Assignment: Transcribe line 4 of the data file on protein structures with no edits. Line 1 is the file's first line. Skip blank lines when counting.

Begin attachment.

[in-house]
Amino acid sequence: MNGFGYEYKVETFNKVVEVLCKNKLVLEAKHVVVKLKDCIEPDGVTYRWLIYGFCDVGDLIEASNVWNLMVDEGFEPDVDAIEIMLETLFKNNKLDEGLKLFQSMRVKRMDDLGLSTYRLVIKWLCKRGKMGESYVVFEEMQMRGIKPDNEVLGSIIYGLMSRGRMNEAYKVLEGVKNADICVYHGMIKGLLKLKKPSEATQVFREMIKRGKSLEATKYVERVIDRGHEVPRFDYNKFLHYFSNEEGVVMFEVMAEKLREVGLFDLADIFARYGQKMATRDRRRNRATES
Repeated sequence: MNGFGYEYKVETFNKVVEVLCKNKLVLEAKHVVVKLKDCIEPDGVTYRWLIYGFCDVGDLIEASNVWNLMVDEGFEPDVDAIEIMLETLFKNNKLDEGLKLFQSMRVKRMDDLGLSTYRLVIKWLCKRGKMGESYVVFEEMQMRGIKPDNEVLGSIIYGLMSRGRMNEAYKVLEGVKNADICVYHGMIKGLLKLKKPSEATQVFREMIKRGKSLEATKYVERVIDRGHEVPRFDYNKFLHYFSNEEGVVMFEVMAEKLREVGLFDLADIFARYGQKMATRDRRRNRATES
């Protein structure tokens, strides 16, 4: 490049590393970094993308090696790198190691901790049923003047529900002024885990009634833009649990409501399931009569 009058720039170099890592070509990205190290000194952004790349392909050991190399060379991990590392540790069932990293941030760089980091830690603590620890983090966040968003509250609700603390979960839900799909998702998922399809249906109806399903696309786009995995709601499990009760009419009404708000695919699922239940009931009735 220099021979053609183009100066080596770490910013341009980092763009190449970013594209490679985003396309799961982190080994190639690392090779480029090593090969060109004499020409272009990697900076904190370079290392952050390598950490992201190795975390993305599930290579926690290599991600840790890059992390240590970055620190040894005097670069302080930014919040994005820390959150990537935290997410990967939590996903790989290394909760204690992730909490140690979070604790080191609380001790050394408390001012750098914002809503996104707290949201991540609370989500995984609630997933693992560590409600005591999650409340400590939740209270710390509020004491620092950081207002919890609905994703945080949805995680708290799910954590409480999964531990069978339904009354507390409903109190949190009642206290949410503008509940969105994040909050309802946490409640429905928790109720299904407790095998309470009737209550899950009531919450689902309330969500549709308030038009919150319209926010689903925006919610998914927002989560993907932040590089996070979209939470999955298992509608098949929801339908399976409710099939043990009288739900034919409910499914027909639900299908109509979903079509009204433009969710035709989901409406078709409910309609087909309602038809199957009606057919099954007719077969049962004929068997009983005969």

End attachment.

């Protein structure tokens, strides 16, 4: 490049590393970094993308090696790198190691901790049923003047529900002024885990009634833009649990409501399931009569 009058720039170099890592070509990205190290000194952004790349392909050991190399060379991990590392540790069932990293941030760089980091830690603590620890983090966040968003509250609700603390979960839900799909998702998922399809249906109806399903696309786009995995709601499990009760009419009404708000695919699922239940009931009735 220099021979053609183009100066080596770490910013341009980092763009190449970013594209490679985003396309799961982190080994190639690392090779480029090593090969060109004499020409272009990697900076904190370079290392952050390598950490992201190795975390993305599930290579926690290599991600840790890059992390240590970055620190040894005097670069302080930014919040994005820390959150990537935290997410990967939590996903790989290394909760204690992730909490140690979070604790080191609380001790050394408390001012750098914002809503996104707290949201991540609370989500995984609630997933693992560590409600005591999650409340400590939740209270710390509020004491620092950081207002919890609905994703945080949805995680708290799910954590409480999964531990069978339904009354507390409903109190949190009642206290949410503008509940969105994040909050309802946490409640429905928790109720299904407790095998309470009737209550899950009531919450689902309330969500549709308030038009919150319209926010689903925006919610998914927002989560993907932040590089996070979209939470999955298992509608098949929801339908399976409710099939043990009288739900034919409910499914027909639900299908109509979903079509009204433009969710035709989901409406078709409910309609087909309602038809199957009606057919099954007719077969049962004929068997009983005969």